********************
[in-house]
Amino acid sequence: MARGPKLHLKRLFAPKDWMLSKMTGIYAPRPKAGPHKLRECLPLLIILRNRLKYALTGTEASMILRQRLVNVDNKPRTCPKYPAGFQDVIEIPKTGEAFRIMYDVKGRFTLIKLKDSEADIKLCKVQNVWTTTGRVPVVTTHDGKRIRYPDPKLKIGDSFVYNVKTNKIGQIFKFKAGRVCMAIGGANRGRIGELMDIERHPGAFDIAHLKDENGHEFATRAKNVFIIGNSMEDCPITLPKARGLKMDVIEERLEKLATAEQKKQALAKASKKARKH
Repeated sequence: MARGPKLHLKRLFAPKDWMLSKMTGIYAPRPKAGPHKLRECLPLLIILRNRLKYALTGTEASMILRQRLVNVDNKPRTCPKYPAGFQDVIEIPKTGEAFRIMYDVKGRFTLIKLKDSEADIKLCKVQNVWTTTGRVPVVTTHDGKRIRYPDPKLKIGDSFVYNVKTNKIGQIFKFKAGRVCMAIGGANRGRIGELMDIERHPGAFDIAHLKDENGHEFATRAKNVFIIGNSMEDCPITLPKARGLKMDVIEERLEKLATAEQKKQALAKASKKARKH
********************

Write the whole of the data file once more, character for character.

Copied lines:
[in-house]
Amino acid sequence: MARGPKLHLKRLFAPKDWMLSKMTGIYAPRPKAGPHKLRECLPLLIILRNRLKYALTGTEASMILRQRLVNVDNKPRTCPKYPAGFQDVIEIPKTGEAFRIMYDVKGRFTLIKLKDSEADIKLCKVQNVWTTTGRVPVVTTHDGKRIRYPDPKLKIGDSFVYNVKTNKIGQIFKFKAGRVCMAIGGANRGRIGELMDIERHPGAFDIAHLKDENGHEFATRAKNVFIIGNSMEDCPITLPKARGLKMDVIEERLEKLATAEQKKQALAKASKKARKH
Repeated sequence: MARGPKLHLKRLFAPKDWMLSKMTGIYAPRPKAGPHKLRECLPLLIILRNRLKYALTGTEASMILRQRLVNVDNKPRTCPKYPAGFQDVIEIPKTGEAFRIMYDVKGRFTLIKLKDSEADIKLCKVQNVWTTTGRVPVVTTHDGKRIRYPDPKLKIGDSFVYNVKTNKIGQIFKFKAGRVCMAIGGANRGRIGELMDIERHPGAFDIAHLKDENGHEFATRAKNVFIIGNSMEDCPITLPKARGLKMDVIEERLEKLATAEQKKQALAKASKKARKH